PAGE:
February 29th, 2016 by Wil Vincent
Believe us. It’s ALL change.
Heading into the first round of the 2016 iRacing World Championship Grand Prix Series, there were so many unanswered questions. Though there were glimpses of teams and drivers testing, the McLaren MP4-30 is so different from its predecessor that predicting a champion would be a tough call at best. No one was truly sure how the 14 teams and 50 drivers would fare, how the tyres would last over a run, what strategies would be employed, who would make best use of DRS / ERS… the list goes on.
Qualifying brought some answers as to what drivers could accomplish in terms of raw speed. Coanda Simsport was able to lock out the front row of the grid with Mitchell DeJong on pole and Martin Krönke in 2nd, however 2011 Series Champion Hugo Luis could only manage 29th. Team Redline were able to get three drivers into the top 10, however their highest place driver, Greger Huttu was only P4.
The qualifying session saw some fantastic performances outside of the ‘Big 2’ teams, with ineX Racing’s Joni Törmälä lining up 3rd, Apex Racing’s Sebastian Job 5th, Mivano Racing’s Patrik Holtzmann 7th and Yuta Saito 8th. On the other end of the scale, Friction Racing’s Marcus Hamilton missed the cut by 0.011, and over half a dozen previous series competitors fail to qualify in a session where ¾ of a second separated the 35 drivers who qualified.
As the lights went off to start the new season, The top three drivers pulled away without issue. Huttu wasn’t exactly slow off the line, however Aleksi Juusi Jaakola behind was able to pull alongside into the Senna S. What happened next could simply be described as the worst possible moment for Team Redline, as all three of their drivers collided into each other, partially blocking the track, and forcing Huttu down to 31st, and Jaakkola, out of the race. It would not be the last teammate crash of the day, as Apex Racing’s Graham Carroll and Alex Simpson collided as the consequence of of a separate incident involving Carroll and Dani Garcia Fillol heading up the hill 1/3 of the way into the race.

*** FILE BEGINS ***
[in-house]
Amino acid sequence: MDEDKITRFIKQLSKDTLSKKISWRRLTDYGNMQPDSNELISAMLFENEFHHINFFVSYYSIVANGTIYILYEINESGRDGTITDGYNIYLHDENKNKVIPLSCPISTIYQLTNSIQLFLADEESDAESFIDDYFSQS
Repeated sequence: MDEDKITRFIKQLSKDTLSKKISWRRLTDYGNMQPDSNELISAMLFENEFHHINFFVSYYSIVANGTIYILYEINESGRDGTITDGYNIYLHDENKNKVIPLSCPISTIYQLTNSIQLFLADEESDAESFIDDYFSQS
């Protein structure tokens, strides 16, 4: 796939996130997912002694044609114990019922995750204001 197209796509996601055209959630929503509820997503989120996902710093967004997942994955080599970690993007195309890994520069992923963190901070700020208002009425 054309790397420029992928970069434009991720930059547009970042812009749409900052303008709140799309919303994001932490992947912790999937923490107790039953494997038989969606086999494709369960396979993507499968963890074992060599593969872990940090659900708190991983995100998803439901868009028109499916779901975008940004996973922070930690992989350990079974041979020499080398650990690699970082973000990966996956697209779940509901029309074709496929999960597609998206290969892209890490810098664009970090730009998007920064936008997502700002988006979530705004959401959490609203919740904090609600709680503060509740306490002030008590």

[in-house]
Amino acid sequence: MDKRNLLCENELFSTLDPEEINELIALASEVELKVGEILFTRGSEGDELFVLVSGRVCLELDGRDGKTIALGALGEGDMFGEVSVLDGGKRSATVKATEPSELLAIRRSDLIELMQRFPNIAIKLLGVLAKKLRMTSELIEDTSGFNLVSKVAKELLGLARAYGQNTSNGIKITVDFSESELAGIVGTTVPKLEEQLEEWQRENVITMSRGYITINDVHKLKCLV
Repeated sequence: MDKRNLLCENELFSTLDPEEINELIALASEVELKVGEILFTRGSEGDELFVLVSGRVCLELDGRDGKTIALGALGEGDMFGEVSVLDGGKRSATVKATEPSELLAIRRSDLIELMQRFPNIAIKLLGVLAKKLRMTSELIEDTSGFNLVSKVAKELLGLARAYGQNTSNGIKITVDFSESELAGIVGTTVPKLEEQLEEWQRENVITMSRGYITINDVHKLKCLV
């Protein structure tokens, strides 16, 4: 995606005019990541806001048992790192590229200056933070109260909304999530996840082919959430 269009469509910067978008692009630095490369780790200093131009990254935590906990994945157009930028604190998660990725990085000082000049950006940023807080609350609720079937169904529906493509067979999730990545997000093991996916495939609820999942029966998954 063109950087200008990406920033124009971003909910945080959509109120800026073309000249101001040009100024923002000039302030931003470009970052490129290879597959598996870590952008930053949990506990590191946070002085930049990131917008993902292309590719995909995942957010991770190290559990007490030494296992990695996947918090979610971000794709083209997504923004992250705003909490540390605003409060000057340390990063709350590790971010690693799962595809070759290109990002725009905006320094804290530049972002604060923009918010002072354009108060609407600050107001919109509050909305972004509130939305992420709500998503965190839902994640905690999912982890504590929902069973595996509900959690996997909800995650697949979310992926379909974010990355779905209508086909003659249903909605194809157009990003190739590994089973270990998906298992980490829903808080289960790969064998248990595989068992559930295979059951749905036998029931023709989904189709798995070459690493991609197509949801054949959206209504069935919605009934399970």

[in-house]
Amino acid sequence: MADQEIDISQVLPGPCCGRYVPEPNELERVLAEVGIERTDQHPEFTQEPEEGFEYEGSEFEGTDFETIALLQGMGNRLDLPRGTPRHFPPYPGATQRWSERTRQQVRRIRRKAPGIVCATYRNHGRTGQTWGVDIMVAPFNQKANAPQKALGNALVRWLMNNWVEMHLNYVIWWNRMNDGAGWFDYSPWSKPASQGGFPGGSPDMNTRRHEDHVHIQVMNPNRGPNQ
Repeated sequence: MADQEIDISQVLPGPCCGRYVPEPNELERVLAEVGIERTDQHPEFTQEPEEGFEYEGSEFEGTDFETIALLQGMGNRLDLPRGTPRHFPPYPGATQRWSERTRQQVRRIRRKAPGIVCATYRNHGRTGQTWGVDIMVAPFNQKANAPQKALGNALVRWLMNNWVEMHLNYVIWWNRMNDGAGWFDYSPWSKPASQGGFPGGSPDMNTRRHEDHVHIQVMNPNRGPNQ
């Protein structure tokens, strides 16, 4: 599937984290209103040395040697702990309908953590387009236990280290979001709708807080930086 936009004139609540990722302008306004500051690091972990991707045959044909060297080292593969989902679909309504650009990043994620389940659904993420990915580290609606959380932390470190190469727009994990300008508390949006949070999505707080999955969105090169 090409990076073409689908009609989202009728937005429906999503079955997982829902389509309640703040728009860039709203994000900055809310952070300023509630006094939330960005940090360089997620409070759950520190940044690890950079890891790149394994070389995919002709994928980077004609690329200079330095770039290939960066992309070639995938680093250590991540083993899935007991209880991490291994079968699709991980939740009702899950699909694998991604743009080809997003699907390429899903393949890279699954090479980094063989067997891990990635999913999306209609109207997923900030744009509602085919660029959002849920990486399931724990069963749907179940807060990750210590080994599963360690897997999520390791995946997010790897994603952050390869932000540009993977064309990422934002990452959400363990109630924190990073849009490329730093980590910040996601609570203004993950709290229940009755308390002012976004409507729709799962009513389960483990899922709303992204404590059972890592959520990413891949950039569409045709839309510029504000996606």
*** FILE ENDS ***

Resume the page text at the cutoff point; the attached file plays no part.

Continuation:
The two Coanda drivers out front pulled out to a slight early lead, and would go on to dominate the race… Perhaps in 2015, but not this year. It was immediately apparent that both drivers were struggling for traction on throttle, and this would eventually see Törmälä move into P2 by lap 6, and after surviving a countersteer moment into the Senna S on Lap 12, moved into the race lead on Lap 13. Lap 18 saw the first surprise in terms of strategy, as DeJong dove into the pits. Little did he know that he would be the only driver to do so.
The race largely settled down by the time two dozen laps had been completed; however there were some fantastic examples of sim racing on display. Even as packs of drivers scrapped inside the top 15, towards the rear of the field, Huttu was on the charge after a wing change. He quickly caught the trailing pack, and began picking-off drivers one by one. Coanda would be dealt a second blow with Sebastian Job moving up into P2, passing Krönke on track. Apex Racing, like Coanda seemed to have good off corner traction, and were able to carry speed down the long flat out sections of the track.